Urging Westminster to get its act together, Mohamed El-Erian said that if they fail to come up with a credible "Plan B" that includes a free trade agreement linking it to the European economic zone, the sterling could fall towards parity with the dollar meaning roughly 25% of the country’s wealth could disappear overnight.
The former PIMCO chief executive claimed that the future of the British currency depends on whether politicians can provide a credible plan for the country’s transition telling Reuters that "after the Brexit referendum, the UK has to urgently get its political act together."
"'Plan B' depends on the politicians in London and across the Channel, but so far they have not stepped up to their economic governance responsibilities," opined El-Erian.
The British Pound has already shed roughly 15% of its value in recent weeks having stood at $1.50 on June 23, the day of the referendum, before cascading down to $1.28 earlier this week.
"Think of the sterling as facing a double whammy with no strong anchor," said El-Erian.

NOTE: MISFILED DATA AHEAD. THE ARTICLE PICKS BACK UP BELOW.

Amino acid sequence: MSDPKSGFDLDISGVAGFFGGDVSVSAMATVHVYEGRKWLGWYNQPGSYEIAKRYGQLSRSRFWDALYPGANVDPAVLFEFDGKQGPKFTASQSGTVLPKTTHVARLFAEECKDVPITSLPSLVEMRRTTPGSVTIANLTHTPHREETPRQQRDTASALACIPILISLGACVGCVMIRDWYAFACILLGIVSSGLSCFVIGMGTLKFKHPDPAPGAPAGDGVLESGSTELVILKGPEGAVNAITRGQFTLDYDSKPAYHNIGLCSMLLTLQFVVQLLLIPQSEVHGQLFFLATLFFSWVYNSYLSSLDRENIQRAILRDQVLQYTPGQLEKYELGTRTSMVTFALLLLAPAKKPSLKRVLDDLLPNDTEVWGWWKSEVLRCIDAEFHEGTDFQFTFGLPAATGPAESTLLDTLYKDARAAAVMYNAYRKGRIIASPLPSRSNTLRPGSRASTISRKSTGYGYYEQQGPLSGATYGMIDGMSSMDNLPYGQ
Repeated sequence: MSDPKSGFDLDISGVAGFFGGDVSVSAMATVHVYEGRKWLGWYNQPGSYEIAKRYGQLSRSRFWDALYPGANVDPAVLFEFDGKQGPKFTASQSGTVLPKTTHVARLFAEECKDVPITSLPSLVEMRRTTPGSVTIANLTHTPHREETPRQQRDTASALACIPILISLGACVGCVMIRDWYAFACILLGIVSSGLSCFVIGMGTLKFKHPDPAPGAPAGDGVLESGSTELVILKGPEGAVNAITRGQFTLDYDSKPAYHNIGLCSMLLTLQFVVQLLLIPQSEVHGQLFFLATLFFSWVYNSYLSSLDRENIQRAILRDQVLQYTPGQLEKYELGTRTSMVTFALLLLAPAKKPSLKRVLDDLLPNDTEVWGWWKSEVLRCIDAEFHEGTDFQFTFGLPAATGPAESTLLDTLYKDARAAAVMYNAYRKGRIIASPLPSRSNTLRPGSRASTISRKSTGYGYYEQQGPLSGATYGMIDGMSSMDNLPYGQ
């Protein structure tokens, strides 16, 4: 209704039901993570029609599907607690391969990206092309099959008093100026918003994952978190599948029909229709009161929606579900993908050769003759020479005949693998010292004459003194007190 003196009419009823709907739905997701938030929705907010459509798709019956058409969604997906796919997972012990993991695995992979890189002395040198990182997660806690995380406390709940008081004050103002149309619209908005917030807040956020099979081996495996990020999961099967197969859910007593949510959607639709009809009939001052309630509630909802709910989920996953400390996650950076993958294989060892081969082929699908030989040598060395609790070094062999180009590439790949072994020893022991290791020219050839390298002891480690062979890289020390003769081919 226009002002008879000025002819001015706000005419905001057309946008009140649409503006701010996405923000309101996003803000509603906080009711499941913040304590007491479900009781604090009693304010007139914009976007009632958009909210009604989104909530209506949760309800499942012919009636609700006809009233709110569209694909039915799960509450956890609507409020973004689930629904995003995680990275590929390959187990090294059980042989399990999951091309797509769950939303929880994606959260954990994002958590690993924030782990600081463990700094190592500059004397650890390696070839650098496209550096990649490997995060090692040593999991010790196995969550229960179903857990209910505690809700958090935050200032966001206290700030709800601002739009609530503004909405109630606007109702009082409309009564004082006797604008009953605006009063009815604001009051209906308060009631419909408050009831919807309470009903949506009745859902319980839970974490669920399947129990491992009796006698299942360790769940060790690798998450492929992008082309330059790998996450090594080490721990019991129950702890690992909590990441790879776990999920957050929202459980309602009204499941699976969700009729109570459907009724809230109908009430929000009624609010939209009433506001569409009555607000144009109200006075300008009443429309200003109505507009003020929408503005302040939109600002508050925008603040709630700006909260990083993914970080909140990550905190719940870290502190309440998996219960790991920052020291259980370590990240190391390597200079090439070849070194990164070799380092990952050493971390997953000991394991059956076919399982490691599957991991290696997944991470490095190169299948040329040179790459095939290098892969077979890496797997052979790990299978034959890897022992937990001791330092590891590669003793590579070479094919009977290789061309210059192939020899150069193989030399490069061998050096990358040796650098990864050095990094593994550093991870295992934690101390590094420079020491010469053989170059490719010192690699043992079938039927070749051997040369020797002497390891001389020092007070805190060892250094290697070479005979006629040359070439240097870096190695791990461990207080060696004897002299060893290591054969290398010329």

The Bank of England is hamstrung to provide an anchor in the form of higher interest rates under current arrangements, but the country desperately needs a force to stave off the capital flight due to growing uncertainty about future trading relations and foreign investment.
"The future value of sterling is a function of how and how quickly the structural uncertainty is resolved – if Plan B is delayed and/or it doesn’t involve much of a free trade set-up with the EU, it is not inconceivable for sterling to head to parity with the US dollar," opined the economic expert.
"If, however, there is agreement between the UK and its European partners on a new arrangement that allows for sufficient free trade access, sterling could end up appreciating from its current levels."
El-Erian remains not altogether certain whether Britain will actually follow through on its threat to abandon the European experiment, but with the UK government rejecting the plea of 4.1 million voters for a second referendum it seems only a matter of time before the next shoe drops.